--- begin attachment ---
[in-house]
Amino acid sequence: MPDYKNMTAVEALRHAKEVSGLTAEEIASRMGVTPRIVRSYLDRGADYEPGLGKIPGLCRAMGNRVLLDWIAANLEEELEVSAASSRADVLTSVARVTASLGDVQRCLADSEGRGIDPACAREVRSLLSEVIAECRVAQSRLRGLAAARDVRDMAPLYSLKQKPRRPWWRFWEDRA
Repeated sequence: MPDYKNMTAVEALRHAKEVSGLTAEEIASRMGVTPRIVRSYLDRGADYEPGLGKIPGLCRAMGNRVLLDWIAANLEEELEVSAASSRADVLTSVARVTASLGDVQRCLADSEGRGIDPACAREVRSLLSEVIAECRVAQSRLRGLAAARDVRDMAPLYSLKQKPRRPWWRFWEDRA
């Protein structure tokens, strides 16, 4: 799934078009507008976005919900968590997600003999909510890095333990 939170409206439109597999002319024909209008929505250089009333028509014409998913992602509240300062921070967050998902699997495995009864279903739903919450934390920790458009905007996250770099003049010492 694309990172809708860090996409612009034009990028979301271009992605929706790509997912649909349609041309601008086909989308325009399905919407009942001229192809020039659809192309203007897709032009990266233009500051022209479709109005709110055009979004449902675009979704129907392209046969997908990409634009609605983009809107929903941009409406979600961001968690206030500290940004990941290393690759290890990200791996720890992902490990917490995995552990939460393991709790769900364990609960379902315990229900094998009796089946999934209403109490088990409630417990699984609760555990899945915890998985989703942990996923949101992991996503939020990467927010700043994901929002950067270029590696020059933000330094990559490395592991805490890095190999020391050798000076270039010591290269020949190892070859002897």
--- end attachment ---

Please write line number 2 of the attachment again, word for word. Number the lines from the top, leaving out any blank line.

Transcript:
Amino acid sequence: MPDYKNMTAVEALRHAKEVSGLTAEEIASRMGVTPRIVRSYLDRGADYEPGLGKIPGLCRAMGNRVLLDWIAANLEEELEVSAASSRADVLTSVARVTASLGDVQRCLADSEGRGIDPACAREVRSLLSEVIAECRVAQSRLRGLAAARDVRDMAPLYSLKQKPRRPWWRFWEDRA